I absolutely loved this volume. This was the most fun I've had reading the Guardians since Dan Abnett and Andy Lanning's run on the series. Though I didn't hate Brian Michael Bendis' run, it definitely dragged towards the end. A knew writer was a welcome change. The book this time is handled by Gerry Duggan, who's work I haven't much read but after this, I feel I've been missing out. The Guardians find themselves back in space after being grounded on Earth after Civil War II, and immediately find themselves in the middle of a dispute between two Elders of the Universe: The Collector and the Grandmaster. Along the way they cross paths with the new Nova Corps and The Fraternity of Raptors, the former protectors of the Shi-ar Empire. They'll also have to deal with how each of the characters has changed since the last series. And all the while in the background, the threat of the returned Infinity Stones loom. This book has the distinction of emulating the movies without forgetting its comic book roots. Duggan accomplishes this feat where so many others have failed, giving us the best of both versions of the characters. The art in this volume is also astounding. Aaron Kuder brings the vibrant world of the cosmic side of the Marvel Universe to life and it is absolutely wonderful. It looks both realistic and abstract in perfect harmony. There is one other artist in this volume as well, Marcus To taking over for an issue. It's good, but a lot more restrained than Kuder's work. Overall this was a fantastic start to this series and I can't wait to read the whole thing, even though it's already cancelled. If you like any version of the Guardians, you'll probably like this.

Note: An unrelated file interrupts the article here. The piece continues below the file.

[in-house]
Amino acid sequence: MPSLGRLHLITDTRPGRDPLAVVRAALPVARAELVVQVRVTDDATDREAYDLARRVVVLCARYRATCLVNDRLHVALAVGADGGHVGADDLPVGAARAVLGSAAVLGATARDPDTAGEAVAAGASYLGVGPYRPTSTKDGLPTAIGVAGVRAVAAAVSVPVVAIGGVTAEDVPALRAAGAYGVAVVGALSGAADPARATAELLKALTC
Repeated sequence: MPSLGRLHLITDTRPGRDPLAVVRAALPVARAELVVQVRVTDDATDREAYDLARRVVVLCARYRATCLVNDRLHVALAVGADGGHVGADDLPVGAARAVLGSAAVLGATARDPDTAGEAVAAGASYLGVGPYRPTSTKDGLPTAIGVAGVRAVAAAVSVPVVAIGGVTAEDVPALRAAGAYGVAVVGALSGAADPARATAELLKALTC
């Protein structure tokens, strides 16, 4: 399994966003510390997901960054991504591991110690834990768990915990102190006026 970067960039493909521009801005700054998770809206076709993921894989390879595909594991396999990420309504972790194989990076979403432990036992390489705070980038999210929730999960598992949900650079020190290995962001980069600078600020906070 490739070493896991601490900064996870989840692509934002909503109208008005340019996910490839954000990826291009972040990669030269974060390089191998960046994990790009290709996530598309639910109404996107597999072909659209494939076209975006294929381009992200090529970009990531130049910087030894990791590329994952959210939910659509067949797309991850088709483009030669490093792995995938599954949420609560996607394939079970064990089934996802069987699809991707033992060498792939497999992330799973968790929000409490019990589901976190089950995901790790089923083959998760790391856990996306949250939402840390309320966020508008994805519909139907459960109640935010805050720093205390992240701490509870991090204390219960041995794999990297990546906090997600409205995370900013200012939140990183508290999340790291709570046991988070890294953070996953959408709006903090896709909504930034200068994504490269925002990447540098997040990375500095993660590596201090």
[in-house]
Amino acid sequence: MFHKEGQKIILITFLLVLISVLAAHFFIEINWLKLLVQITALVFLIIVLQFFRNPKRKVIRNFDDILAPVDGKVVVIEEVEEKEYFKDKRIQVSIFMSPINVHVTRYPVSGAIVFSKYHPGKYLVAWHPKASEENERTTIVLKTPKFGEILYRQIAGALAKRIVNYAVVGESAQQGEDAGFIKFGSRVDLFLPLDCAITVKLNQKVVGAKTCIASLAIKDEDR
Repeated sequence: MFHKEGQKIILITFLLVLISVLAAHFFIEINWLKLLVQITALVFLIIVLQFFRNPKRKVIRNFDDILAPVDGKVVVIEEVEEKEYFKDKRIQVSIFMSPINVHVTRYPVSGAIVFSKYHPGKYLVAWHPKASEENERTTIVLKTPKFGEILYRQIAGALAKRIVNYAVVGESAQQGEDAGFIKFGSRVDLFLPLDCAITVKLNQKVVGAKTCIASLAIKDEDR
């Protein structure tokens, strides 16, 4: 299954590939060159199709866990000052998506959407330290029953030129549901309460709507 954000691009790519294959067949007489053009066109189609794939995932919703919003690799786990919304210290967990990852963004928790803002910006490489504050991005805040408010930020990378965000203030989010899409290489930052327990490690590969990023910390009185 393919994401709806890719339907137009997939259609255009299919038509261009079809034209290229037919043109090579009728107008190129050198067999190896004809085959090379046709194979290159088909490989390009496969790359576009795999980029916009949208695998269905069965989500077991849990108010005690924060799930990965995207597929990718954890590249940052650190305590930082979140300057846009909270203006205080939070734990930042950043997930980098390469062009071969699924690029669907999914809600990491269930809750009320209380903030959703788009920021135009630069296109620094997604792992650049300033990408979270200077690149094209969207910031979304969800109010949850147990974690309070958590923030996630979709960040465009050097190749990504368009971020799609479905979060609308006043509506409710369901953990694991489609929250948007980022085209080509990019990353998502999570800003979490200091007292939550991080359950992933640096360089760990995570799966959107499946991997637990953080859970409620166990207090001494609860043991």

I was not a fan of the Bendis run of Guardians. In my opinion, he failed to understand what made the Guardians of the Galaxy run by Dan Abnett and Andy Lanning such a fantastic series. I feel that Duggan does get it though. The book reads like 70s Jim Starlin Cosmic stories and that is a good thing to me. It has cosmic elders, aliens, explosions, and larger than life threats. It is fun to read and feels more like a space adventure than the Bendis Era did. I am glad to have read these stories and I look forward to the next one.
Wonderful start to the new series. A great combination of funny, serious, and witty, it's great for older fans of the guardians as well as new fans just coming into comics. The art works extremely well for the series with great proportions and color combinations. The story itself is very well written as well, and it keeps you asking questions to be answered as the series goes on. Definitely a series I'll continue reading and, next to the X men and in humans relaunches, as well as marvel legacy, this is on of the best new series of the year.